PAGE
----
• 1
    @Ben when I say a dedicated phone, I'm suggesting running it without a SIM card and therefore no bill (any decent navigation app will run offline) so really cheaper over a decent lifetime unless you break it. I use a cheap waterproof phone for everything,but if I had an expensive or fragile primary phone, my gps would be a cheap phone.
    – Chris H
    Apr 28, 2021 at 13:12
  • 1
    I see, thanks for the additional explanation. I hadn't realized that one could use a phone as a handheld computer without a monthly bill.
    – user2169
    Apr 28, 2021 at 15:46
  • 1
    As one example, Gaia GPS will not accept CSV files directly, but conversion from csv to gpx is easy.
    – Jon Custer
    Apr 28, 2021 at 17:07
  • 1
    @JonCuster indeed. I think GPSbabel can handle this format of CSV, it can certainly handle a lot
    – Chris H
    Apr 28, 2021 at 18:03
  • 1
    @chicks yes, now I need to find the link again, but on a different PC! Thanks
    – Chris H
    Apr 28, 2021 at 19:55

Short answer: yes, and I do this with my Inreach Explorer+. Garmin supports GPX files, among other file types. I have a monthly charge because I wanted the messaging/SOS functionality.

It seems you can do similar with a 65S and Base Camp and no montly charge.

And yes Garmin software is clunky. I have learned to mutter and shake my head.

  • It would be pretty crazy to have an inReach without a service plan. It's main reason for existence is it's satellite communications capability. May 3, 2021 at 4:46

I have a Garmin Oregon, and while it is possible to load gpx files with custom points of interest using the Garmin Basecamp software (https://www.garmin.com/en-US/software/basecamp/), there are a couple of restrictions that make it less than optimal.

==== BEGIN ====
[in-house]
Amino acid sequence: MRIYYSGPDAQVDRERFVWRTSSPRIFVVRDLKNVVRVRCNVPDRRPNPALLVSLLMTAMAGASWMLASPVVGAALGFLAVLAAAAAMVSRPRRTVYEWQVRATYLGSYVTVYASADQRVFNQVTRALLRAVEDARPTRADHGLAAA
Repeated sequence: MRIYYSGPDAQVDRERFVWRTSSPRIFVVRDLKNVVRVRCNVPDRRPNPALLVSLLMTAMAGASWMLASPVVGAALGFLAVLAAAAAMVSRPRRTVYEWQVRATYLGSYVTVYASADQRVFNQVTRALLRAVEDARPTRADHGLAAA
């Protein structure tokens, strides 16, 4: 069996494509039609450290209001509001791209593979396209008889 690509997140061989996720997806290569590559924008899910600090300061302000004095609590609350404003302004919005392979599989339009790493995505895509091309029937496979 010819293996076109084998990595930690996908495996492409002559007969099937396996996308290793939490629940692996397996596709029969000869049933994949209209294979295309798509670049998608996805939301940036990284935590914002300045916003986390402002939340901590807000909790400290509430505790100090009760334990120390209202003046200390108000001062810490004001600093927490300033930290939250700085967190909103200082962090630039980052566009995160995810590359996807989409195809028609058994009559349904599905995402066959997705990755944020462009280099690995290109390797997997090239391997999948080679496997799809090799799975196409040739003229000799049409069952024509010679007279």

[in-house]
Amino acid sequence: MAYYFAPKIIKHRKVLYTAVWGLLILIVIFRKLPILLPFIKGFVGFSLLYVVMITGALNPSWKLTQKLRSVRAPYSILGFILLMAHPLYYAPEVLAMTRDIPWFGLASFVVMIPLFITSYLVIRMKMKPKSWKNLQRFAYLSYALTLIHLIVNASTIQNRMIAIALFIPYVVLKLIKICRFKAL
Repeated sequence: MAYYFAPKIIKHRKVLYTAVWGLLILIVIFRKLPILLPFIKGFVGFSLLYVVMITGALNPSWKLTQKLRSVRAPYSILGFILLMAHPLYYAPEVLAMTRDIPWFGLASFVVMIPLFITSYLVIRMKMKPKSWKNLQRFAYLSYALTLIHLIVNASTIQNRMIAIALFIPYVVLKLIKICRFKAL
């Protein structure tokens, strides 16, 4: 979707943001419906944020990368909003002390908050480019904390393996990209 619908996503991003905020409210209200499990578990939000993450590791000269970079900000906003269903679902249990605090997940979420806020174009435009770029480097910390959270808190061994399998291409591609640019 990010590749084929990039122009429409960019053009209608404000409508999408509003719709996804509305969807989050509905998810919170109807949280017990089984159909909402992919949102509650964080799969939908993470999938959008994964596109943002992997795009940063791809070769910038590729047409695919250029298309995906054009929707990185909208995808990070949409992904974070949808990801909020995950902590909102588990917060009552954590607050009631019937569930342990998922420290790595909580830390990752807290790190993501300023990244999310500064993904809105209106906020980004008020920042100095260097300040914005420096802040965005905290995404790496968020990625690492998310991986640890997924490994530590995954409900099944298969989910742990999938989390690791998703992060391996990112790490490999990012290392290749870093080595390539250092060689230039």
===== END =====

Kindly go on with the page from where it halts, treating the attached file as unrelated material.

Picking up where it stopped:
• the software seems a bit outdated
  • sometimes it just doesn't work, but you don't get any good error messages
  • once my device was bricked and I needed to do a firmware update
  • in general, Garmin software is known to be very flaky
  • synchronization and versioning doesn't exist. I've collected large amounts of gpx files over the years, and I never know which files are on which gps. My understanding is that basecamp just copies the files to the right folder on the device, and in principle one could use a file synchronization utility, but I am not 100% sure.
  • the amount of storage is limited, see here for a list: https://www.navigation-professionell.de/en/how-many-data-garmin-handhelds-wearables/ Initially I thought it would not matter, but once I got into geodata I quickly reached the limit.
  • handling of points (adding POIs in different coordinate systems, enabling and disabling groups etc.) is not that great.

My recommendation would be to just get a dedicated smartphone (maybe one with a replaceable battery and a plastic screen), and use an app. Gaia and Avenza maps are highly regarded, but many of the maps cost money.

Personally, I use oruxmaps, which is not as convenient, but can import a large range of formats. oruxmaps also can load geocoded pdf files directly, so you can just download maps from the USGS site and put them on the device.